COVID-19: Staying Ahead in a Crisis with Analytics (Webcast Summary)


To support the multifamily community through the current COVID-19 crisis, we’ve launched a series of discussions centered around its impact on the rental housing industry with the latest data, expert insights and actionable measures stakeholders can take to minimize fallout. Register for upcoming webcasts and watch previous episodes on demand at the COVID-19: Resource Center

This is a condensed summary from the webcast, COVID-19: Staying Ahead in a Crisis with Analytics, broadcast on April 14, featuring RealPage® Deputy Chief Economist/VP Jay Parsons and Industry Principal Andrew Bowen with special guest Miguel Gutierrez, Chief Operating Officer at CAPREIT.

Highlights from the latest assessment of key leasing traffic indicators, sourced from RealPage systems using rolling 7-day counts on a same-store basis, showed that property website traffic was down 6%, guest cards were down 23.4% and executed new leases were down 31.7%. 

However, the trends in both website traffic and new lease signings did improve over drastic declines in the prior week, while guest cards held flat week-over-week but were up compared to the low point two weeks ago. 

We also continue to see strong indicators that social distancing plus economic uncertainty is driving retention rates even higher with 54.1% of expiring leases renewed in March. 

Historically, retention rates usually peak in February before slightly easing in March. From 2011 to 2019, there was an average 90 bps seasonal decline in retention between February and March. The opposite has occurred this year, with retention inching up 30 bps month-over-month. Correlated with this trend was a huge spike in rescinded non-renewal notices with an indication of very high retention numbers for April.

Payments (or collections) fared better than many executives expected, given the backdrop of 17 million jobs lost in three weeks, with 69% of conventional apartment renters having paid rent by April 5 (historically, a slight decline from the norm).


Miguel Gutierrez, the Chief Operating Officer for CAPREIT, shared about the various and constantly evolving measures CAPREIT was taking to continue to deliver great resident service while minimizing the pandemic’s impact on portfolio performance. 

“We’ve established a core group that constantly reviews the latest regulations and policies to provide guidance in the field.” He also noted that CAPREIT created an internal COVID-19 site with informational guidance and that the company president sends a video message every night to the entire company.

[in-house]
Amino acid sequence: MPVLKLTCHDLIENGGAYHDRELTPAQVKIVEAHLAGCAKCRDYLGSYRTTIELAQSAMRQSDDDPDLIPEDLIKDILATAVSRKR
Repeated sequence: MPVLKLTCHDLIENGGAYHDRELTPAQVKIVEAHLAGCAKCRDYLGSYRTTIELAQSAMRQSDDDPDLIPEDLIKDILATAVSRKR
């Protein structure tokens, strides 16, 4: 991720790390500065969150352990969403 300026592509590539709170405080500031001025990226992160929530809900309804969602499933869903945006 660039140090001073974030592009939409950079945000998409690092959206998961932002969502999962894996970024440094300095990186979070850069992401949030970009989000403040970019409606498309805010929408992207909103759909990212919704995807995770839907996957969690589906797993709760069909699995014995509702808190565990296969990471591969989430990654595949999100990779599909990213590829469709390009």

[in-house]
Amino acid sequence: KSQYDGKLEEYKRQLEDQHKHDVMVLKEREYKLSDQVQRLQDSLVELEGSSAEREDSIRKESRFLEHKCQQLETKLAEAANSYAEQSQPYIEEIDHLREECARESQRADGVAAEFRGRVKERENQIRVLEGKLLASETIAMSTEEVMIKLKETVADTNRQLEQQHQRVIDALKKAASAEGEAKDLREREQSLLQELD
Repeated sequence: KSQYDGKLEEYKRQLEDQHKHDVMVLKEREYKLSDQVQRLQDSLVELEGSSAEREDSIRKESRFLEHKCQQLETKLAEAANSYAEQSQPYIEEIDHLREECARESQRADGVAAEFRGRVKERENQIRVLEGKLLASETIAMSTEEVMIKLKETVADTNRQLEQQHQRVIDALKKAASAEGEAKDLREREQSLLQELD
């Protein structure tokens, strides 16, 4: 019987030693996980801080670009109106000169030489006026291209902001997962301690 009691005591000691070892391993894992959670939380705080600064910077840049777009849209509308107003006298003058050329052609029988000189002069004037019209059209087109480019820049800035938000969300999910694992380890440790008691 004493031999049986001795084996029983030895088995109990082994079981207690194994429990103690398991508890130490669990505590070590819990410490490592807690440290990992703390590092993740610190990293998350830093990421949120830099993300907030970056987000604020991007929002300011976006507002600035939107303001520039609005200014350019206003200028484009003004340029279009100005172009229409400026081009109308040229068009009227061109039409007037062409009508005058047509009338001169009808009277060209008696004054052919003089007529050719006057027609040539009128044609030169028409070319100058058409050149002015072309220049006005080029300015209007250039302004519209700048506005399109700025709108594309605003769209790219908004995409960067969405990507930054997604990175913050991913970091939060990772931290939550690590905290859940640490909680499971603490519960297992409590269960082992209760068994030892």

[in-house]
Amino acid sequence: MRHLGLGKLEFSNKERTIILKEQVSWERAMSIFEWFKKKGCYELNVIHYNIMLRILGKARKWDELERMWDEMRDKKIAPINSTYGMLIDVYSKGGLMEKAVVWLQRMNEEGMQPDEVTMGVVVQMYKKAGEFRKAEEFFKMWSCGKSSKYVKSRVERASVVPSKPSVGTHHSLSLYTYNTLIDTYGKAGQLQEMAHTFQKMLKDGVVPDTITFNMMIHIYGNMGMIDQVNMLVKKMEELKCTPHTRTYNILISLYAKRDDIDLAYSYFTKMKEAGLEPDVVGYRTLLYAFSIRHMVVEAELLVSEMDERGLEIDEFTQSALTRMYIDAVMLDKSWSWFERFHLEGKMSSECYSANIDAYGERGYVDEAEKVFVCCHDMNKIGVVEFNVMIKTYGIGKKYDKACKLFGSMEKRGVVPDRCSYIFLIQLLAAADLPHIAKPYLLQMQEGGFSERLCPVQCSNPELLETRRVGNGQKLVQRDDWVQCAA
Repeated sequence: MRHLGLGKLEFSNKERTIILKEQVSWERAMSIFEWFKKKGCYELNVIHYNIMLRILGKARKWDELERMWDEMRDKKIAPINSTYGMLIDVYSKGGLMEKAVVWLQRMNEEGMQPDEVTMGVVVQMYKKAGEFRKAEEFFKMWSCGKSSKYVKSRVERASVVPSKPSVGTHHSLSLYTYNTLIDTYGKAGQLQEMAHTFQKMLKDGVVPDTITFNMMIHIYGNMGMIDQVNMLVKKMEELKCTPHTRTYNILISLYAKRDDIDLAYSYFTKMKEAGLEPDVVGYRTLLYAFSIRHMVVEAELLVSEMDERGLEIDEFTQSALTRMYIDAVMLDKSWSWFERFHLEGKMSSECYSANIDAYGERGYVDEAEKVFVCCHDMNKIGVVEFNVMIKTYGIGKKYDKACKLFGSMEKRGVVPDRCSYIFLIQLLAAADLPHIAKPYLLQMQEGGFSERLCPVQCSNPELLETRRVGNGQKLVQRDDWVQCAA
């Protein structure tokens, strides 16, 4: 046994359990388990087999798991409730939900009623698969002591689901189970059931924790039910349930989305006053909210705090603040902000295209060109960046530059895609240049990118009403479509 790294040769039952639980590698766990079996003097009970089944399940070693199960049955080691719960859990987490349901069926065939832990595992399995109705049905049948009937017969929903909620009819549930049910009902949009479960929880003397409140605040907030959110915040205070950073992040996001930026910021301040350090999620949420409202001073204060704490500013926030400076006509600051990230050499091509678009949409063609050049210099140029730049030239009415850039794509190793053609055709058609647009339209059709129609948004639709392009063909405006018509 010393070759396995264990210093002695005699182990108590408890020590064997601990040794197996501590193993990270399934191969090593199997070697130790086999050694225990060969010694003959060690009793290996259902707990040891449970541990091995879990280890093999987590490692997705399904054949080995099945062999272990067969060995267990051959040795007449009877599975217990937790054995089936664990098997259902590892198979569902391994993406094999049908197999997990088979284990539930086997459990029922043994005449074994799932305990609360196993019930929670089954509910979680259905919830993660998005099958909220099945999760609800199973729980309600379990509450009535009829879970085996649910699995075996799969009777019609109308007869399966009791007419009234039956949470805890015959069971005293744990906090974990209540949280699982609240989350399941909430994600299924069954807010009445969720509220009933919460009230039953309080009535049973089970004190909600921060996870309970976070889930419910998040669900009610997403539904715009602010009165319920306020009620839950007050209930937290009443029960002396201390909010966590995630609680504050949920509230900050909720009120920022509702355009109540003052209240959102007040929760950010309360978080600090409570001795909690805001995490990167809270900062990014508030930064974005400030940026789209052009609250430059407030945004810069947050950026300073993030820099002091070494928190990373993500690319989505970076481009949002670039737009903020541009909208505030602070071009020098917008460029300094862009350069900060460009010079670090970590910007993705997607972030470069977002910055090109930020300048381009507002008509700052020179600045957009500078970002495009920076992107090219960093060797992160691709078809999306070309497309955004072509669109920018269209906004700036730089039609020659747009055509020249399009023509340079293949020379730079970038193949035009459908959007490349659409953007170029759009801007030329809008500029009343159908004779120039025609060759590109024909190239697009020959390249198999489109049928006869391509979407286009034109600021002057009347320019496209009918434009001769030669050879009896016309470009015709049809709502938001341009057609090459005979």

Not surprisingly, the frequency of reviewing collections has increased—and those are now reviewed on a daily basis by investors and the executive team. Although he is expecting to see the retention rate boost from its previous 57% rate to around 70%, one area of concern has been the number of residents who have turned off the automatic payments function.  

The most significant changes implemented have been the closings of leasing offices and amenities to the residents and the public. CAPREIT’s ability to quickly shift to complete virtual leasing offices has been successful and enabled a contact-free move-in for 21 new residents in the past two weeks. Payments are now only received online or by mail and the efficacy of this shift is also being closely monitored. 

Additional operational changes have included placing routine work orders on hold, with a regional service team monitoring the work orders to ensure important issues aren’t overlooked. Maintenance is also making DIY tools and instructions available to residents. Common areas are more frequently cleaned, though housekeeping is an expense they will be reducing while amenity areas are closed. 

Gutierrez also noted that resident engagement was another metric they were more focused on at this time to foster better resident retention. Metrics used to assess engagement are gathered from both their resident portal and social media. Increased steps they’ve taken to engage residents have included organizing virtual sing-a-longs, promoting local business offers, holding raffles for timely payment of rent and other portfolio-wide campaigns that help residents win prizes.